8Ball & MJG’s debut album, Comin’ Out Hard dropped in 1993. If you do some quick math, and factor in the half dozen or so underground projects released on OTS Records, it’s clear their career is older than some of the people reading this right now. Despite losing at least a portion of their publishing while with OTS and Suave House, you’ve never heard them complain about album sales. They haven’t been on the charts in over three years (2007’s Ridin’ High peaked at number eight on Billboard’s Rap/R&B charts either because of or despite Sean Combs—depending on whom you ask).
They pioneered the term “Space Age Pimpin’,” but their methodology is definitely pre-Buzz Aldrin. They perform with a live band, and are one of the few bands and who meet their fans face-to-face as opposed to bombarding them with a month’s worth of “freestyles” via the Internet. When asked how they’ve adapted to “new media” (something most labels have a whole department dedicated to), 8Ball admits that, in a lot of ways, they haven’t. The emcee that registered his Twitter account under “GoldMouthElvis” says he tweets his over 1,200 followers “only when necessary.” And his partner (PimpTypeMJG for those following) has a paltry eight followers. So how do they do it?
They’re certified Hip Hop heads. During an April visit to their non-descript studio in Memphis, the only thing signaling the presence of a legendary Rap duo were the two blacked out SUV’s. There were no diva-like tour rider requests and there was no entourage. Amid the nearly constant chain of blunts rolled were runs to the local Sonic, talk of Guru’s passing and the construction of a few beats for future projects. True to the chorus of their 1999 hit, they started this shit and have every intention on finishing it.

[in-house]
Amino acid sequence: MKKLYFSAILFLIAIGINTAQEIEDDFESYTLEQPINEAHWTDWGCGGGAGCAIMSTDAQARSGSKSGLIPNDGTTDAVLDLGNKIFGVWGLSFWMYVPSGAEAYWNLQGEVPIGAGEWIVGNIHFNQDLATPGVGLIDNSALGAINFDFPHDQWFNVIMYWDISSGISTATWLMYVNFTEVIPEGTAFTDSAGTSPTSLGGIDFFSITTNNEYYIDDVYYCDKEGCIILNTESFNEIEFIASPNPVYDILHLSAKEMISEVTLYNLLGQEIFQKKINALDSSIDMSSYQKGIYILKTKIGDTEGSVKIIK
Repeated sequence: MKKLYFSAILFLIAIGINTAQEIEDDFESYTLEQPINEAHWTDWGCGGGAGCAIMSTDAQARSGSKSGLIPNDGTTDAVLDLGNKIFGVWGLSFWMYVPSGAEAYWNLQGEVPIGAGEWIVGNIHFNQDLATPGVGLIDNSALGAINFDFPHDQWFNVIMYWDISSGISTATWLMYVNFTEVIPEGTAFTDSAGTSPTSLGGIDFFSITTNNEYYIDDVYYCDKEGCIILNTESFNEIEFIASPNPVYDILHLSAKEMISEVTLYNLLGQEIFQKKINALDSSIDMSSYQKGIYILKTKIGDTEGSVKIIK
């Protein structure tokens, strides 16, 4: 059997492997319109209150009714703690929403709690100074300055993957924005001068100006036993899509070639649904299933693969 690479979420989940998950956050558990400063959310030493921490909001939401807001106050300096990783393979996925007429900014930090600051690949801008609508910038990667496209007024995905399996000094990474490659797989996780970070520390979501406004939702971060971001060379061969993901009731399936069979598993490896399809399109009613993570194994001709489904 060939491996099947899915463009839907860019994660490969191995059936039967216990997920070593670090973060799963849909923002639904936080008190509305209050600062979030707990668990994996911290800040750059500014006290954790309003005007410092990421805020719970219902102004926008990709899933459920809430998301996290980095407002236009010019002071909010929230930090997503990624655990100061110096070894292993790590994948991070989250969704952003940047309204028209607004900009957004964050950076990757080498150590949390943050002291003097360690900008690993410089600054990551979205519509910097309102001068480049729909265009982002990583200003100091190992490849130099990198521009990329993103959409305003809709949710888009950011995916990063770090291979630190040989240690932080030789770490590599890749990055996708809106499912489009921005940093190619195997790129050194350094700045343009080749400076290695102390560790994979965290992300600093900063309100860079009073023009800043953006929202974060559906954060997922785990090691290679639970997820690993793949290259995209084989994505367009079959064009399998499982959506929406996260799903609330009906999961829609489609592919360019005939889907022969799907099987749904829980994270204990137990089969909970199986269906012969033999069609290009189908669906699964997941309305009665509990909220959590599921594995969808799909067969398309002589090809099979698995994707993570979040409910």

HipHopDX: Most of us have followed you from Suave House to JCor, Bad Boy, and so on. What makes E1 Entertainment the ideal situation at this time?
8Ball: What makes it ideal is that we’re not artists on Grand Hustle [Records]. We have a deal with 8Ball & MJG and Grand Hustle and then a distribution deal with E1. It gives us control over a lot more things than just music.
DX: A lot has been made of the partnership with T.I. and Grand Hustle, was the song “Bezzle” the first time you guys worked together?
MJG: I think kind of, unofficially. Didn’t y’all do something?
8Ball: Yeah, I think “Look At The Grillz” was the first one.
MJG: But we had always been around Tip, and he was around us. We were in Atlanta doing a lot of recording. Back when he was a younger cat, he was always around the studio. So we were already kind of mingling on that type of tip. But, “Look At The Grillz” was the first official thing.